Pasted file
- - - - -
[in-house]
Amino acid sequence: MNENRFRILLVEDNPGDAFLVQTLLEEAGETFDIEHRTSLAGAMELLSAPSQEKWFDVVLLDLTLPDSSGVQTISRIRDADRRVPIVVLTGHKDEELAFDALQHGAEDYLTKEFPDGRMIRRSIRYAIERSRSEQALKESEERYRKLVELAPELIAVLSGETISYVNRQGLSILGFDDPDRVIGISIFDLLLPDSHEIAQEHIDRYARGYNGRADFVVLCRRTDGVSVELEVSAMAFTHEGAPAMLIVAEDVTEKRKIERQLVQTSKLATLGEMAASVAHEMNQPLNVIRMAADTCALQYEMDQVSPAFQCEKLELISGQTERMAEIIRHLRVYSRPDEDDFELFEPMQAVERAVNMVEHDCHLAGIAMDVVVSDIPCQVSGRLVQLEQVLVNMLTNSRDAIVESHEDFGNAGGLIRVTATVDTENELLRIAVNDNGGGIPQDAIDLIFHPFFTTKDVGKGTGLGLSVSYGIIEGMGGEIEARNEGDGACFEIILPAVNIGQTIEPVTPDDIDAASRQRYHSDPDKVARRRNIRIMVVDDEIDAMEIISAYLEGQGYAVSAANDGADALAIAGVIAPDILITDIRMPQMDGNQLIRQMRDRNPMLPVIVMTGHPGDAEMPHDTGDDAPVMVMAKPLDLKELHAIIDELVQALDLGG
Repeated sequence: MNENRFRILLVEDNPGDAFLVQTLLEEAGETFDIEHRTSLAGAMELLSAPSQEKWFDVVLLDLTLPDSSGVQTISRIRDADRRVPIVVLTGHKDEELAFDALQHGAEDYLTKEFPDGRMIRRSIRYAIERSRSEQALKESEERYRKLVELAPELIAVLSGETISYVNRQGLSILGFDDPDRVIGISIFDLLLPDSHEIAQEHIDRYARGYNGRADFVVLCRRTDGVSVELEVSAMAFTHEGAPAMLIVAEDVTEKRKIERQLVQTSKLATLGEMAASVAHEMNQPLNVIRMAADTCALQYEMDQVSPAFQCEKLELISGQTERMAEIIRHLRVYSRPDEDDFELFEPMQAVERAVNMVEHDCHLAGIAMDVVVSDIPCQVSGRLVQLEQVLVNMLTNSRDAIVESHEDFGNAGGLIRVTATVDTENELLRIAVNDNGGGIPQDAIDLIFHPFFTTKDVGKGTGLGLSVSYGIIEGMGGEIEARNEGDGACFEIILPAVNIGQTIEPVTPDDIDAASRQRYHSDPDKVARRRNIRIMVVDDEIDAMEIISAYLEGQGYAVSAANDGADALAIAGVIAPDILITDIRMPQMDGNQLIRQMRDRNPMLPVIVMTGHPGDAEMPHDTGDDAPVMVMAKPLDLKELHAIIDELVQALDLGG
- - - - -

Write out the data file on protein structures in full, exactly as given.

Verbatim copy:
[in-house]
Amino acid sequence: MNENRFRILLVEDNPGDAFLVQTLLEEAGETFDIEHRTSLAGAMELLSAPSQEKWFDVVLLDLTLPDSSGVQTISRIRDADRRVPIVVLTGHKDEELAFDALQHGAEDYLTKEFPDGRMIRRSIRYAIERSRSEQALKESEERYRKLVELAPELIAVLSGETISYVNRQGLSILGFDDPDRVIGISIFDLLLPDSHEIAQEHIDRYARGYNGRADFVVLCRRTDGVSVELEVSAMAFTHEGAPAMLIVAEDVTEKRKIERQLVQTSKLATLGEMAASVAHEMNQPLNVIRMAADTCALQYEMDQVSPAFQCEKLELISGQTERMAEIIRHLRVYSRPDEDDFELFEPMQAVERAVNMVEHDCHLAGIAMDVVVSDIPCQVSGRLVQLEQVLVNMLTNSRDAIVESHEDFGNAGGLIRVTATVDTENELLRIAVNDNGGGIPQDAIDLIFHPFFTTKDVGKGTGLGLSVSYGIIEGMGGEIEARNEGDGACFEIILPAVNIGQTIEPVTPDDIDAASRQRYHSDPDKVARRRNIRIMVVDDEIDAMEIISAYLEGQGYAVSAANDGADALAIAGVIAPDILITDIRMPQMDGNQLIRQMRDRNPMLPVIVMTGHPGDAEMPHDTGDDAPVMVMAKPLDLKELHAIIDELVQALDLGG
Repeated sequence: MNENRFRILLVEDNPGDAFLVQTLLEEAGETFDIEHRTSLAGAMELLSAPSQEKWFDVVLLDLTLPDSSGVQTISRIRDADRRVPIVVLTGHKDEELAFDALQHGAEDYLTKEFPDGRMIRRSIRYAIERSRSEQALKESEERYRKLVELAPELIAVLSGETISYVNRQGLSILGFDDPDRVIGISIFDLLLPDSHEIAQEHIDRYARGYNGRADFVVLCRRTDGVSVELEVSAMAFTHEGAPAMLIVAEDVTEKRKIERQLVQTSKLATLGEMAASVAHEMNQPLNVIRMAADTCALQYEMDQVSPAFQCEKLELISGQTERMAEIIRHLRVYSRPDEDDFELFEPMQAVERAVNMVEHDCHLAGIAMDVVVSDIPCQVSGRLVQLEQVLVNMLTNSRDAIVESHEDFGNAGGLIRVTATVDTENELLRIAVNDNGGGIPQDAIDLIFHPFFTTKDVGKGTGLGLSVSYGIIEGMGGEIEARNEGDGACFEIILPAVNIGQTIEPVTPDDIDAASRQRYHSDPDKVARRRNIRIMVVDDEIDAMEIISAYLEGQGYAVSAANDGADALAIAGVIAPDILITDIRMPQMDGNQLIRQMRDRNPMLPVIVMTGHPGDAEMPHDTGDDAPVMVMAKPLDLKELHAIIDELVQALDLGG